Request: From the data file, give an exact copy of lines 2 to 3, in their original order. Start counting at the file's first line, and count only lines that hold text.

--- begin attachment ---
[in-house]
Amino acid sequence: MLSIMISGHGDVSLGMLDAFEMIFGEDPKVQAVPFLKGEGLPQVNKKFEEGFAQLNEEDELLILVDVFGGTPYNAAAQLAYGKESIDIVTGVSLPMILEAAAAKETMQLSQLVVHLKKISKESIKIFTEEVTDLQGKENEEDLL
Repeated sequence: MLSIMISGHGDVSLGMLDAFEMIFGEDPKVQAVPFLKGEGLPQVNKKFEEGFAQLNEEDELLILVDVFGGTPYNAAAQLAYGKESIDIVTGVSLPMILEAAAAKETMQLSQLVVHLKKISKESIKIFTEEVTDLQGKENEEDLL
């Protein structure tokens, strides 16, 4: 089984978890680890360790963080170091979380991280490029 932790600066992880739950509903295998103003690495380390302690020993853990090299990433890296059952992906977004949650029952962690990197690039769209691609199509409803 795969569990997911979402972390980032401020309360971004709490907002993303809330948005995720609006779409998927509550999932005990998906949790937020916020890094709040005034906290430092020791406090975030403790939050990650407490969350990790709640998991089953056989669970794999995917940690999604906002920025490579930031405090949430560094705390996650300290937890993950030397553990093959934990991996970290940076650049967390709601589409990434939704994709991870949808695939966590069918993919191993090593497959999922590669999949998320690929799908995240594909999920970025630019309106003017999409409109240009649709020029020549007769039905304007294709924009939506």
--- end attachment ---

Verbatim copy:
Amino acid sequence: MLSIMISGHGDVSLGMLDAFEMIFGEDPKVQAVPFLKGEGLPQVNKKFEEGFAQLNEEDELLILVDVFGGTPYNAAAQLAYGKESIDIVTGVSLPMILEAAAAKETMQLSQLVVHLKKISKESIKIFTEEVTDLQGKENEEDLL
Repeated sequence: MLSIMISGHGDVSLGMLDAFEMIFGEDPKVQAVPFLKGEGLPQVNKKFEEGFAQLNEEDELLILVDVFGGTPYNAAAQLAYGKESIDIVTGVSLPMILEAAAAKETMQLSQLVVHLKKISKESIKIFTEEVTDLQGKENEEDLL